Symphyotrichum cordifolium (L.) G.L. Nesom; SYN: Aster cordifolius L.; Common Blue Wood Aster, Common Blue Heart-Leaved Aster; Slope woods; Rare; C = 5; BSUH 14678.

Symphyotrichum firmum (Nees) G.L. Nesom; SYN: Aster firmis Nees; Shining Aster, Shiny-Leaved Aster; Wer roadside ditch and meadow; Common; C = 4; BSUH 14669.

Symphyotrichum lanceolatum (Willd.) G.L. Nesom ssp. lanceolatum rar. lanceolatum; SYN: Aster lanceolatus Willd. var. simplex (Willd.) A.G. Jones, Aster simplex Willd.; White Panicle Aster, Eastern Lined Aster; Wet roadside ditch and meadow; Infrequent; C = 3; BSUH 14668.

Symphyotrichum novae-angliae (L.) G.L. Nesom; SYN: Aster novae-angliae L.; New England Aster; Sedge meadow; Infrequent; C = 3; BSUH 14694.

Symphyotrichum oolentangiense (Riddell) G.L. Nesom var. oolentangiense; SYN: Aster oolentangiensis Riddell, Aster azureus Lindl.; Skyblue Aster, Azure Aster; Ditch fen; Rare; C = 8; BSUH 14689.

Symphyotrichum pilosum (Willd.) G.L. Nesom var, pilosum; SYN: Aster pilosus Willd. var. pilosus; Awl Aster, Hairy White Old-Field Aster; Dry roadside and open slope woods; Infrequent; C = 0; BSHU 14671.

Symphyotrichum puniceum (L.) A. Love & D. Love; SYN: Aster puniceus L.; Bristly Aster, Purple-Stem Aster; Wer roadside ditch and meadow; Infrequent; C = 7; BSUH 14683.

(*) Taraxacum officinale F.H.Wigg; Common Dandelion; Dry roadside and top of slope of ditch fen; Rare: C = 0; BSUH 14728.

(*) Tragopogon dubius Scop.; Fistulous or Sand Goat's Beard, Yellow Salsify; Dry roadside; Rare; C = 0; BSUH 14902.

Verbesina alternifolia (L.) Britton; Wingstem; Open woods south of CR875N; Rare; C = 3; BSUH 14747.

Vernonia gigantea (Walter) Trel. subsp, gigantea; Tall lronweed; Dry roadside; Infrequent; C = 2; BSUH 14758.

Balsaminaceae (Touch-me-not Family)

Impatiens capensis Meerb.; Orange or Spotted Touch-Me-Not or Jewelweed; Wet ditch and meadow; Infrequent; C = 2; BSUH 14756.

Impatiens pallida Nutt.; Pale or Yellow Touch-Me-Not or Jewelweed; Meadow north of fen; Rare; C = 4; BSUH 14842.

Boranginaceae (Borage Family)

Hackelia virginiana (L.) I.M. Johnst.: Stickseed, Beggar's Lice; Slope woods; Rare; C = 0; BSUH 14770.

Lithospermum canescens (Michx.) Lehm.; Hoary Puccoon; Ditch fen; Rare but locally frequent; C = 10: BSUH 14829.

Brassicaceae (Mustard Family)

(*) Alliaria petiolata (Bieb.) Cavara & Grande; Garlic Mustard; Meadow north offen; Infrequent; C = 0; BSUH 14809.

(*) Barbarea vulgaris W.T. Aiton; Yellow Rocket; Dry roadside; Rare; C = 0; BSUH 14905.

Cardamine bulbosa (Schreb. ex Muhl.) B.S.P.; SYN: Cardamine rhomboidea (Pers.) DC.; Bulbous Bittercress, Spring Cress; Ditch fen; Abundant; C = 4; BSUH 14801.

(*) Erysimum cheiranthoides L.; Wormseed Mustard, Wormseed Wallflower; Edge of mesic woods next to row crop field; Rare but locally frequent; C = 0; BSUH 14854.

(*) Lepidium campestre (L.) W.T. Aiton; Field Peppergrass or Pepperweed, Cow Cress; Dry roadside; Rare; C = 0; BSUH 14813.

(*) Sisymbrium loeselii L.; Tall Hedge Mustard, Small Tumbleweed Mustard; Meadow north of fen; Common; C = 0; BSUH 14804.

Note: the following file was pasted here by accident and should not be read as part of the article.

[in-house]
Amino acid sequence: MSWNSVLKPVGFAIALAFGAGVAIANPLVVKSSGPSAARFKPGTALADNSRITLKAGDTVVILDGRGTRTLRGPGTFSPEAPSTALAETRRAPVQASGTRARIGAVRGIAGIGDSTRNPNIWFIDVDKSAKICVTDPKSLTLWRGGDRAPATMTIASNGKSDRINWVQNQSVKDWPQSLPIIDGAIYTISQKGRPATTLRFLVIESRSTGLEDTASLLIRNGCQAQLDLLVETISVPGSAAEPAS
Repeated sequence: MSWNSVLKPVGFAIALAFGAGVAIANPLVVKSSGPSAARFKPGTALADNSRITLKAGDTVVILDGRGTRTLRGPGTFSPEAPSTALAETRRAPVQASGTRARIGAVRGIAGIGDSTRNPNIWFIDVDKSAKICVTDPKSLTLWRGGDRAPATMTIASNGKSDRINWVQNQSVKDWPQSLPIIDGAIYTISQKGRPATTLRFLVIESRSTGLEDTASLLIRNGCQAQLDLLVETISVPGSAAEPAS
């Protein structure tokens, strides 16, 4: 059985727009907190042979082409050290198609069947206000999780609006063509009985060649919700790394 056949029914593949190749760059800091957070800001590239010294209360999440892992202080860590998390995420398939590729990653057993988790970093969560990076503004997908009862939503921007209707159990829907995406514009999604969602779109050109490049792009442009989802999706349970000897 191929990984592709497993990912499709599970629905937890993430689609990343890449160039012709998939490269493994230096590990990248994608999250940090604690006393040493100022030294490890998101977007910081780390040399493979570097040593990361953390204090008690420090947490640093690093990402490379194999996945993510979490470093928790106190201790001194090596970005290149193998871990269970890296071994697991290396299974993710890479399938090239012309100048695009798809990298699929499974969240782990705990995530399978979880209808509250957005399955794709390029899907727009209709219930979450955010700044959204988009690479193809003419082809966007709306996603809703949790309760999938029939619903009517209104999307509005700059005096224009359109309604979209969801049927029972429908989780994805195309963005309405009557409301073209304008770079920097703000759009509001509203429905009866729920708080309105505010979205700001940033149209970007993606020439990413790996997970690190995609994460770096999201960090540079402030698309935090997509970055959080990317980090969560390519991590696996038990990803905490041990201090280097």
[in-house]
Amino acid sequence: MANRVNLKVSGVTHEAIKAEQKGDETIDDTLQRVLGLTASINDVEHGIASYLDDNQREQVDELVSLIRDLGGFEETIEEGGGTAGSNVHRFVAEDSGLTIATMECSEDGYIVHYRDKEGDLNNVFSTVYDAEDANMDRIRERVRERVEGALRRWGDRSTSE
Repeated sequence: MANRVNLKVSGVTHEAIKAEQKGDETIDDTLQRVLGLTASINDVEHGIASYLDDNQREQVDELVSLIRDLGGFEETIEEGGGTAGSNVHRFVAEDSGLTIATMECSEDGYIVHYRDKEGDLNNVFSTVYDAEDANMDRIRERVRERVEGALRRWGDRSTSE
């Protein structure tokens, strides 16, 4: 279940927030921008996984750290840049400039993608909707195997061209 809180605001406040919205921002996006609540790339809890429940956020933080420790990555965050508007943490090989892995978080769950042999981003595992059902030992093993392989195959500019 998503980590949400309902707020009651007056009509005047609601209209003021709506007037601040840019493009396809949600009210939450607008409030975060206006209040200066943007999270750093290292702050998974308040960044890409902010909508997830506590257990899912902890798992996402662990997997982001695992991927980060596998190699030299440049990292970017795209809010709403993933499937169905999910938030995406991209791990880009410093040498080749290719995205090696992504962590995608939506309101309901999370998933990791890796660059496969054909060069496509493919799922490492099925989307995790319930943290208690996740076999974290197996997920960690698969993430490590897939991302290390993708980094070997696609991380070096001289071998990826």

Campanulaceae (Bellflower Family)

Campanulastrum americanum (L.) Small; SYN: Campanula americana L.; Tall or American Bellflower; Roadside meadow and slope woods; Infrequent; C = 4: BSUH 14735.

Lobelia inflata L.; Indian Tobacco; Open woods south of CR875N; Rare; C = 3; BSUH 14700.

Lobelia kahnii L.; Kalm's Lobelia, Ontario Lobelia; Ditch fen; Rare; C = 10; BSUH 14691.

Lobelia siphilitica L.; Great Blue Lobelia; Wet roadside ditch and meadow; Common; C = 3; BSUH 14710.

Cannabinaceae (Indian Hemp Family)

Humulus lupulus L. var. lupuloides E. Small; Common Hops; Open slope woods and meadow; Infrequent but locally common; C = 5; BSUH 14923.

Caprifoliaceae (Honeysuckle Family)

(*) Lonicera x bella Zabel; Showy Fly Honeysuckle; Roadside in slope woods; Rare; C = 0; BSHU 14812.

(*) Lonicera maackii (Rupr.) Herder; Amur Honeysuckle; Slope woods; Infrequent; C = 0; BSUH 14926.

Sambucus nigra L. subsp, canadensis (L.) R. Bolli; SYN: Sambucus canadensis L.; Common Elder or Elderberry; Wet ditch and open woods south of CR876N; Rare; C = 2; BSUH 14889.

Triosteum aurantiacum E.P. Bicknell var. aurantiacum; Orange-Fruit Horse Gentian; Slope woods; Rare; C = 5; BSUH 14873.

Triosteum perfoliatum L.; Perfoliate Horse Gentian, Feverwort; Slope woods; Rare, but locally common; C = 5; BSUH 14915.

Viburnum pruniJblium L.; Black Haw; Bank of ditch fen (west side); Rare; C = 4; BSUH 14823.

Caryophyllaceae (Pink Family)

(*) Cerastium fontanum Baumg. subsp, vulgare (Hartm.) Greuter & Burdet; SYN: Cerastium vulgatum L.; Common Mouse-Ear Chickweed, Big Chickweed; Dry roadside; Rare; C = 0; BSUH 14898.

(*) Saponaria officinalis L.; Soapwort, Bouncing Bet; Dry roadside; Infrequent; C = 0; BSUH 14761.

(*) Silene latifolia Poir. subsp, alba (Mill.) Greuter & Burdet; SYN: Lychnis alba Mill.; White Campion, White Cockle, Evening Campion; Wet ditch and open woods on south side of CR875N; Infrequent but locally common; C = 0; BSUH 14738.

(*) Stellaria media (L.) Vill.; Common Chickweed; Meadow north offen; Common; C = 0; BSUH 14805.

Celastraceae (Staff-tree Family)

Celastrus scandens L.; American or Climbing Bittersweet; Slope woods and bank of ditch fen; Infrequent; C = 2; BSUH 14845.

Clusiaceae (Mangosteen Family)